I should note that my only experience with the Metal Gear series comes from watching someone play the first Metal Gear Solid back in 1998. I remember trying to play it, however my eleven year old self couldn’t handle the sneaking and I would always get angry when I got spotted and panic. I also played Metal Gear Solid 2 on the Xbox, but remember very little from it besides getting so frustrated with the underwater section that I nearly quit. I played around with Metal Gear Solid V: Ground Zeroes, but never really got too far in it.

Because of my lack of knowledge of the Metal Gear series, the opening of MGSV left me dumbfounded. Not only did I not know what was going on with the characters (or who any of them really were), but the incredibly strange nature of everything that was happening caught me off guard. I expected Metal Gear to be something of a serious game, not quite as sci-fi and nonsensical. I’m still uncertain if the opening sequence was some sort of dream or hallucination. Everything seemed so normal at the start and before I knew it I was being chased from characters out of a comic book movie. This all put me off, and I thought for awhile I may have made a mistake by trying to jump in with the fifth game.

The opening sequence is long, and the player has very little agency. I almost would have preferred to have it all be one long cutscene, because every time the game gives control to the player there’s quite literally nothing to do but look around or press forward. In fact, the opening bored me so much that by the end of it I had fallen asleep (I was playing after work) and I awoke to a mission complete screen. I’m not sure what I missed but it probably doesn’t matter.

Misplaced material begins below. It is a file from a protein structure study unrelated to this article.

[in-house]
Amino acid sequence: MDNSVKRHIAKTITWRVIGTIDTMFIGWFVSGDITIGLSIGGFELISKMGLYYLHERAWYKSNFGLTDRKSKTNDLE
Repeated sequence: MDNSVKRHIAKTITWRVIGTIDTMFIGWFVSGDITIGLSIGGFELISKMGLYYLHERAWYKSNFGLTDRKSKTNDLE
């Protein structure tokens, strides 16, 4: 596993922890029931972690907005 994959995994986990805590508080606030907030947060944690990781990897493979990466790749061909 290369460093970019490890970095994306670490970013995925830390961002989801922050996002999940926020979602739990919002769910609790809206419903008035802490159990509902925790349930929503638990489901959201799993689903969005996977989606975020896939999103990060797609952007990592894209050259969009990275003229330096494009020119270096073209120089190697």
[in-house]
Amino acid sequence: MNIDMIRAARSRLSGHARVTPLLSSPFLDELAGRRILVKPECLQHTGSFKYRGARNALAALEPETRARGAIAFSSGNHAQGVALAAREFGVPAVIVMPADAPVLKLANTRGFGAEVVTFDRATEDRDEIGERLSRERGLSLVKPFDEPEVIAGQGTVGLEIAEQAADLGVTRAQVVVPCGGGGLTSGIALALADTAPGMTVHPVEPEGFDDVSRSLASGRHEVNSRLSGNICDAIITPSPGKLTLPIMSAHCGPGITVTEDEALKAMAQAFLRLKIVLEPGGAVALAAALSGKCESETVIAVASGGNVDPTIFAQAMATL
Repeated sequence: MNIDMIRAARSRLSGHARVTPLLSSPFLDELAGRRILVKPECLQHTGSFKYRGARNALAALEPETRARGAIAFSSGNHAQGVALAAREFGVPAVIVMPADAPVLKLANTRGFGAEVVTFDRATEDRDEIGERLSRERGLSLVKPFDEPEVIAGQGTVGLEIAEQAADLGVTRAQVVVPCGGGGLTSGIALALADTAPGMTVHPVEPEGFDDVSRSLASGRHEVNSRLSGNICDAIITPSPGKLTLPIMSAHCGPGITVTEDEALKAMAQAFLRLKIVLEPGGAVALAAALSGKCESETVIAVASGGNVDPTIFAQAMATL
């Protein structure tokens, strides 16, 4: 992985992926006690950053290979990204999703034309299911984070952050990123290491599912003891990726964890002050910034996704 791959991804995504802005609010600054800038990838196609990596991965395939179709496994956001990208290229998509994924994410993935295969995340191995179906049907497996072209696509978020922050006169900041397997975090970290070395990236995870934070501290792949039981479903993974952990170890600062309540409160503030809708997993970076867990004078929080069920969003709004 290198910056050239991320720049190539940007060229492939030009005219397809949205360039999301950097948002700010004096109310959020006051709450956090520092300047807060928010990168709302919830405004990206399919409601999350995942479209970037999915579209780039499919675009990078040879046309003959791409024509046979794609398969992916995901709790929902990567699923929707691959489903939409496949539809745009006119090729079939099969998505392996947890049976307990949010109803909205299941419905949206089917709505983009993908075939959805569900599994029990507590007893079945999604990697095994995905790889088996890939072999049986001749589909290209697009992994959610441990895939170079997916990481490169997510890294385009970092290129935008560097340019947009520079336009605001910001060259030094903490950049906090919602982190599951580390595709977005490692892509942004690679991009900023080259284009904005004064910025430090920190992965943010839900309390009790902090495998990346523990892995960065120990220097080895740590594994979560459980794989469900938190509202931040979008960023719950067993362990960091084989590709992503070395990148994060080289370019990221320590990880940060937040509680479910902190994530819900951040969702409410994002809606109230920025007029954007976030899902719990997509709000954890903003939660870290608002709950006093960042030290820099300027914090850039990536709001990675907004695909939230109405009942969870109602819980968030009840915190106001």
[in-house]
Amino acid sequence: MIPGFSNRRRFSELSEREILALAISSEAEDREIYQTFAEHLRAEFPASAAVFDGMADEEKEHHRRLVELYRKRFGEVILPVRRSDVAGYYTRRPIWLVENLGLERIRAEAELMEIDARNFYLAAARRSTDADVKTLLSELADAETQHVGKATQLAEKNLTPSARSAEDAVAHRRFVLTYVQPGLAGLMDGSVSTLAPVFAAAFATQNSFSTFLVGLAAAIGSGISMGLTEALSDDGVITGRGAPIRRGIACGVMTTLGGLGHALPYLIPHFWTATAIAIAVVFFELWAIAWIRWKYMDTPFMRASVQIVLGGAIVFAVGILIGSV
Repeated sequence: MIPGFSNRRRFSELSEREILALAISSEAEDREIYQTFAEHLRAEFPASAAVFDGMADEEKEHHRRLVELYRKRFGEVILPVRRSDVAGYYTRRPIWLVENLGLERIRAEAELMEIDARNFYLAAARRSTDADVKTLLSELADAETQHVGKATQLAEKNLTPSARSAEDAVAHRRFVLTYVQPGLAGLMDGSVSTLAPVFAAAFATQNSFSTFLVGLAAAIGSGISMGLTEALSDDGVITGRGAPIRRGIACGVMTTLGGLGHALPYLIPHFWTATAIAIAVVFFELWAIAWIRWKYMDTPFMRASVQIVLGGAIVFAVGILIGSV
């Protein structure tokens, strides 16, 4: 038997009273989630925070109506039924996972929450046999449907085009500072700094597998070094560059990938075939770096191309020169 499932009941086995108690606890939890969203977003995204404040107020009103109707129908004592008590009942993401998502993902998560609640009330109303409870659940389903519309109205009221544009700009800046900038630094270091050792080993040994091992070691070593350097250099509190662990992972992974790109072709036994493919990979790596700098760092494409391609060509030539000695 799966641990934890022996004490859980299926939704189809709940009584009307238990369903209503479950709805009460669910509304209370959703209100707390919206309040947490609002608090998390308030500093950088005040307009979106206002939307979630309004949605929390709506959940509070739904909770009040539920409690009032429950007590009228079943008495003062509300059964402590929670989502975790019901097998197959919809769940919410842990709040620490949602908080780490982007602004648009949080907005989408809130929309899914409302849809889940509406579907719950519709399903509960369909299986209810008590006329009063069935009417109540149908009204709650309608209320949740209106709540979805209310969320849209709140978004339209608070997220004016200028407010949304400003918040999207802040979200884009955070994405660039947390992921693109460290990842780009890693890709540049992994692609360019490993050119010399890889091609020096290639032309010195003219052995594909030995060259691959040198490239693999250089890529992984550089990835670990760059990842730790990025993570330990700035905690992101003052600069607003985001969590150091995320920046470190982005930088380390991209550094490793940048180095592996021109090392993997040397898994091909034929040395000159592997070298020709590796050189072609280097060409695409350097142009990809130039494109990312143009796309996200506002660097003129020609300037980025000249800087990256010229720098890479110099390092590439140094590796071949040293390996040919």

Once I got into the game proper, I finally started to enjoy myself. The game looks great and controls very well. Everything Snake does feels just right. The sneaking isn’t too difficult, but I still always find myself getting spotted. Luckily once you’re spotted the game provides you with a reaction moment where you can save yourself by either pulling off a headshot with a tranquilizer round or by knocking the enemy out with a close quarters combat maneuver. I haven’t failed a mission yet, however I have been downed by a flurry of enemy fire, but was able to heal myself and get out of the situation. I’m not sure if there’s a limitation on healing, but when you’re badly injured you can hold ‘Y’ to get yourself back in the action. In this case I switched to a rifle and just blasted everyone dead before sprinting out of the complex and to the helicopter without ever turning back.

Shooting myself out of bad situations hasn’t always been helpful, however. I was on a side ops mission and ended up shooting the person I was supposed to extract, thus failing the mission. Luckily the game doesn’t greet you with a fail screen, but rather leaves you in the open world with a ‘side ops cancelled’ message.

I’m not quite certain how I should be managing the Mother Base, but I’ve been having a blast fultoning any knocked out enemy back to my base to be one of my new “employees”.


I’ve only completed two missions in Metal Gear Solid V: The Phantom Pain, but I’m certainly looking forward to diving deeper into the game. I’m not sure if I’ll ever understand the game, but at least the gameplay is a blast!